Front Page Titles (by Subject) XXIII.: George Mason to George Mason, Jr. 1 - The Records of the Federal Convention of 1787, vol. 3
The Online Library of Liberty
A project of Liberty Fund, Inc.
Search this Title:
XXIII.: George Mason to George Mason, Jr. 1 - Max Farrand, The Records of the Federal Convention of 1787, vol. 3 
The Records of the Federal Convention of 1787, ed. Max Farrand (New Haven: Yale University Press, 1911). Vol. 3.
About Liberty Fund:
Liberty Fund, Inc. is a private, educational foundation established to encourage the study of the ideal of a society of free and responsible individuals.
The text is in the public domain.
Fair use statement:
This material is put online to further the educational goals of Liberty Fund, Inc. Unless otherwise stated in the Copyright Information section above, this material may be used freely for educational and academic purposes. It may not be used in any way for profit.
George Mason to George Mason, Jr.1
Philadelphia, May 27, 1787.
It is impossible to judge how long we shall be detained here, but from present appearances I fear until July, if not later. I begin to grow heartily tired of the etiquette and nonsense so fashionable in this city. It would take me some months to make myself master of them, and that it should require months to learn what is not worth remembering as many minutes, is to me so discouraging a circumstance as determines me to give myself no manner of trouble about them. . . .
We had yesterday, for the first time, a representation of seven States — New York, New Jersey, Pennsylvania, Delaware, Virginia, and the two Carolinas, and it is expected that the deputies from Massachusetts, Connecticut, and Georgia will be here by Monday or Tuesday. The State of Rhode Island has refused to appoint deputies, and although New Hampshire has appointed it is thought we shall be deprived of their representation by no provision having been made for defraying their expenses. The State of Delaware has tied up the hands of her deputies by an express direction to retain the principle in the present Confederation of each State having the same vote; no other State, so far as we have yet seen, hath restrained its deputies on any subject.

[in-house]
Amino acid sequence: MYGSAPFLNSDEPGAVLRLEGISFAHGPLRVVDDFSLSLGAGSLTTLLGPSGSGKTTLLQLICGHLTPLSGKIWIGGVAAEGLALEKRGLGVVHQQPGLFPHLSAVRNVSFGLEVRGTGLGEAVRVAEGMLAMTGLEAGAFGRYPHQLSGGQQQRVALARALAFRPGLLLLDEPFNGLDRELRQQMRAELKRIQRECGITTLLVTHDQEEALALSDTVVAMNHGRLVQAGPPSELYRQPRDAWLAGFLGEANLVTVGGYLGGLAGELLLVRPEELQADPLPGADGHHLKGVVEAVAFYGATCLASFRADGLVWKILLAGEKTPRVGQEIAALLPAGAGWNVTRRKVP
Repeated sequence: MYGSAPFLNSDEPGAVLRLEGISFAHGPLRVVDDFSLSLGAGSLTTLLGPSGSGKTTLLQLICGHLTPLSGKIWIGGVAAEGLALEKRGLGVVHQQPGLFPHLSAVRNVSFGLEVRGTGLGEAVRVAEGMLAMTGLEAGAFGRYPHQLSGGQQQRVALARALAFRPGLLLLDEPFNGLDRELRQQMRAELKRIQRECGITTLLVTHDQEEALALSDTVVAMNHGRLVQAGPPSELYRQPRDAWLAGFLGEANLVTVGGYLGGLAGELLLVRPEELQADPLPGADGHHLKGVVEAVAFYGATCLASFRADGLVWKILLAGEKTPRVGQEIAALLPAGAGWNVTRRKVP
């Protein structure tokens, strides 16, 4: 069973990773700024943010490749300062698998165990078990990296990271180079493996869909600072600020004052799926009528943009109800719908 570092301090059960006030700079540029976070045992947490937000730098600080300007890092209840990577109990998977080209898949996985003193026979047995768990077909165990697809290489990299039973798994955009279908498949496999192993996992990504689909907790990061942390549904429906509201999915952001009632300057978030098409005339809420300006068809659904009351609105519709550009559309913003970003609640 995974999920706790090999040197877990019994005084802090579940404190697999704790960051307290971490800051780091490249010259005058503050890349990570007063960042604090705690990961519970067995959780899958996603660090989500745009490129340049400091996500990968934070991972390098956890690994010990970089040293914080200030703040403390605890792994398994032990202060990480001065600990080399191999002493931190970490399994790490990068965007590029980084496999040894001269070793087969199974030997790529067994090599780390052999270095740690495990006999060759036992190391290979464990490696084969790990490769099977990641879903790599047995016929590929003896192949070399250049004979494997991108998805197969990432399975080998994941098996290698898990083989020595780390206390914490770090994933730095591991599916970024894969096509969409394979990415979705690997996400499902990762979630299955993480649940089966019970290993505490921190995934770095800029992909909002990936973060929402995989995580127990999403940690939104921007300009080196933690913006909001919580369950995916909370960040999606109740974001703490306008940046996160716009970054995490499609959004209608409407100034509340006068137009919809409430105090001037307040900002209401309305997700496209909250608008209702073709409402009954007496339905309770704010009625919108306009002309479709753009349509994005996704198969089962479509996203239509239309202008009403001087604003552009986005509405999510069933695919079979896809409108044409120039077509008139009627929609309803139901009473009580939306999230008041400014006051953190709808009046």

Nothing was done yesterday but unanimously appointing General Washington President; Major Jackson (by a majority of five States to two) Secretary; reading the credentials from the different States on the floor, and appointing a committee to draw up and report the rules of proceeding. It is expected our doors will be shut, and communications upon the business of the Convention be forbidden during its sitting. This I think myself a proper precaution to prevent mistakes and misrepresentation until the business shall have been completed, when the whole may have a very different complexion from that in which the several crude and indigested parts might in their first shape appear if submitted to the public eye.
[1 ]Rowland, Life of George Mason, II, 103-4.